Skill In His Genes

Today the weather was dull throughout without even the relief of the forecast drizzle. Jackie was trapped this morning in a dreaded two hour Tesco shop. While waiting for her in the car I had plenty of time to finish reading my book.

As so often years ago, when a book review had prompted me to buy a copy, I would leave the newspaper article slipped inside my purchase.

Normally I would write the date and source on the cutting. On this occasion I didn’t. I was therefore pleased to see

this snippet about Andy Irvine on the reverse. A little research established that the piece would have been published some time in March 1981.

I don’t normally give away much of the story of a volume I am featuring.

Philippa Toomey’s review, being itself an essential part of my tale for today, has, on this occasion, done it for me. Any review ending with ‘a very strange book indeed’ linked with the name Wyeth was bound to send me off to the Baker Street Bookshop managed by my friend Graham Charnock to order a copy, the delivery note of which, dated May 1981, fits with my research.

My copy of The Helga Pictures by Andrew Wyeth was the reason the name appealed. I now know that the Wyeths are dynasty of leading American illustrators dating back to N. C. Wyeth from the golden age of the early 20th Century.

Andrew was the husband of Betsy James and the father of Jamie.

This book was published simultaneously in America and Canada by Farrar Straus Giroux in 1979. To Pilippa Toomey’s review I would add that the narrative of Mrs Wyeth flows, surging with life, as do the exquisite drawings of her son, whose skill is in his genes.

In this selection of pages from the work I have been constrained by the format and the breadth of the artist’s vision. I could not include everything. As usual, a click on any image will access the gallery, each member of which can be viewed full size by clicking the box beneath the right hand corner. Further enlargement is also possible.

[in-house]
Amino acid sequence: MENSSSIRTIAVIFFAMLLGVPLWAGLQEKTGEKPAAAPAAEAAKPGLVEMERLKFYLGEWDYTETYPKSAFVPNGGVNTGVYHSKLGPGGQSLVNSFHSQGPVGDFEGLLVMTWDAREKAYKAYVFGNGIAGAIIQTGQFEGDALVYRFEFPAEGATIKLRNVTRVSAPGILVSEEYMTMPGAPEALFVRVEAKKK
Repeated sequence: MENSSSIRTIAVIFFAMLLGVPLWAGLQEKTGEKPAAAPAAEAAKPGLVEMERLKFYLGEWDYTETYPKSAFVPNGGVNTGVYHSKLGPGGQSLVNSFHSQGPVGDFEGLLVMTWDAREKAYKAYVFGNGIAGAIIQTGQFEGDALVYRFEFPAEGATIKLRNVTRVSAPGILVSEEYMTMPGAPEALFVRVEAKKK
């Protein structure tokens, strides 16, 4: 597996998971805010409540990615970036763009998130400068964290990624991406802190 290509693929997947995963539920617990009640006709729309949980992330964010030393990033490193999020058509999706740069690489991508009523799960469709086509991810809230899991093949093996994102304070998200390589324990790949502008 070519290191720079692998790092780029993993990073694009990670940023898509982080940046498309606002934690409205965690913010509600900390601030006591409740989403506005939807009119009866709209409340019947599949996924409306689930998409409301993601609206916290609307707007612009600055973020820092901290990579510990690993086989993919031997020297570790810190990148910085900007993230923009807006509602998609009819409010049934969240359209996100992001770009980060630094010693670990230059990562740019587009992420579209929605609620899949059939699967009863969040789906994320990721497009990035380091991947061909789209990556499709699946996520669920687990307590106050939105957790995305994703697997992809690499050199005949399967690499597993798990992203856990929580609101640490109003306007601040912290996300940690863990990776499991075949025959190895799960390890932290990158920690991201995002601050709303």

This evening we dined on roasted chicken thighs; crisp Yorkshire puddings; creamy mashed potato; crunchy carrots and broccoli; and tender green beans with tasty gravy. Jackie drank Hoegaarden, which, of course, was the reason for the Tesco shop; and I drank Western Cape Malbec 2019.


  1. It looks like an interesting book, Derrick. About a year ago, we went to an exhibition of Henriette Wyeth’s works at the Michener Museum, along with her more famous husband, photographer Peter Hurd. I liked her work more than his. The Brandywine River Museum is not too far away from us in Chadds Ford, PA, and it is mostly devoted to the Wyeths. Apparently Betsy just died this year, and the museum plans to do a tribute to her.

    1. Thank you for posting the link to the Brandywine River Museum, Merril. I watched the video tribute the Wyeths’ granddaughter created. It was so much fun to learn of the inspiration for so many of the paintings I’m familiar with.

  2. As a child, I always wanted a pet pig. That book looks interesting. I don’t know why, but I would have thought it was published earlier than 1979. Yum! Creamy mashed potatoes are my favorite. πŸ™‚

  3. Ah yes, I would agree totally, ” the narrative of Mrs Wyeth flows, surging with life” is wonderful – and “the exquisite drawings of her son, whose skill is in his genes” are so engaging! Thank you for sharing. I love your selections from the book.